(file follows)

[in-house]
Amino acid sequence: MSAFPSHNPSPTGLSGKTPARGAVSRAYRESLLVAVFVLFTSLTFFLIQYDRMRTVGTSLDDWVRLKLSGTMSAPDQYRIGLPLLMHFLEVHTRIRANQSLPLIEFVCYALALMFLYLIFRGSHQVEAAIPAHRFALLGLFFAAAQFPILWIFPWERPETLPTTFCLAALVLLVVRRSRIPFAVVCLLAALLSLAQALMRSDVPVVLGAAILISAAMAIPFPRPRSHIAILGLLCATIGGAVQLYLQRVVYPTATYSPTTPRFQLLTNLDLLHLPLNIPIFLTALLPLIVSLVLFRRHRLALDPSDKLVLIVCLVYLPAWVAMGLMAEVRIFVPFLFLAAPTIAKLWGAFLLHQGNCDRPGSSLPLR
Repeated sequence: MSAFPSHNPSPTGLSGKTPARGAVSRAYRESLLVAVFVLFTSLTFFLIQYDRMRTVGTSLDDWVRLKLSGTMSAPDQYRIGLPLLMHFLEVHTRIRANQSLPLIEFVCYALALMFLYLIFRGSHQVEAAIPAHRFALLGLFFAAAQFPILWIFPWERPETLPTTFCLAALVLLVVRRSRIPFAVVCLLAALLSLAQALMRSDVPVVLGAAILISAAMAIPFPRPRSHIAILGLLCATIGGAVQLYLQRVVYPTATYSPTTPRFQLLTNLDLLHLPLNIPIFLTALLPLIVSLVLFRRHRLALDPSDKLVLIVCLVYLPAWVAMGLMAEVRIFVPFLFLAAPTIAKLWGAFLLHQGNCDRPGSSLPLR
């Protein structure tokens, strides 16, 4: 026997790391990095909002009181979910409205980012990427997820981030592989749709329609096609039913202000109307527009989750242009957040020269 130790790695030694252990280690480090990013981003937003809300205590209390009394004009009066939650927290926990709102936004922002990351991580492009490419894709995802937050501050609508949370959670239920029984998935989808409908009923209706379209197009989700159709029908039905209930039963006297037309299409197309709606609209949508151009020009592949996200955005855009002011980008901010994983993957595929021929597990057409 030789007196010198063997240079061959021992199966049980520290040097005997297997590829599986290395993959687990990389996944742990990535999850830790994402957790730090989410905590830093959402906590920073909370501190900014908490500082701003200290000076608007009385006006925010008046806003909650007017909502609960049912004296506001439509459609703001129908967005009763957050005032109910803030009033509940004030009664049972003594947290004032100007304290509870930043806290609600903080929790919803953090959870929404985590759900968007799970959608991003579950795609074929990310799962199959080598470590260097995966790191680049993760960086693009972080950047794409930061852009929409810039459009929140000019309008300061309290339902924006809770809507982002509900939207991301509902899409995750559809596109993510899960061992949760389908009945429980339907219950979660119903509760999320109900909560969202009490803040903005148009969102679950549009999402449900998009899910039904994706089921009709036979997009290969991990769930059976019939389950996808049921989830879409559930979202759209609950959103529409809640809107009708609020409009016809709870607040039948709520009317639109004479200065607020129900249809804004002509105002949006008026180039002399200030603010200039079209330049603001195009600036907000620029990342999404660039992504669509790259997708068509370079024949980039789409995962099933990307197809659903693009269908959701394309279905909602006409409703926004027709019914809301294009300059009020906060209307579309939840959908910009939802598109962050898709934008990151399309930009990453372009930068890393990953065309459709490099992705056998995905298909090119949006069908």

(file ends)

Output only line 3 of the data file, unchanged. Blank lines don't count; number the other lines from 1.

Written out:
Repeated sequence: MSAFPSHNPSPTGLSGKTPARGAVSRAYRESLLVAVFVLFTSLTFFLIQYDRMRTVGTSLDDWVRLKLSGTMSAPDQYRIGLPLLMHFLEVHTRIRANQSLPLIEFVCYALALMFLYLIFRGSHQVEAAIPAHRFALLGLFFAAAQFPILWIFPWERPETLPTTFCLAALVLLVVRRSRIPFAVVCLLAALLSLAQALMRSDVPVVLGAAILISAAMAIPFPRPRSHIAILGLLCATIGGAVQLYLQRVVYPTATYSPTTPRFQLLTNLDLLHLPLNIPIFLTALLPLIVSLVLFRRHRLALDPSDKLVLIVCLVYLPAWVAMGLMAEVRIFVPFLFLAAPTIAKLWGAFLLHQGNCDRPGSSLPLR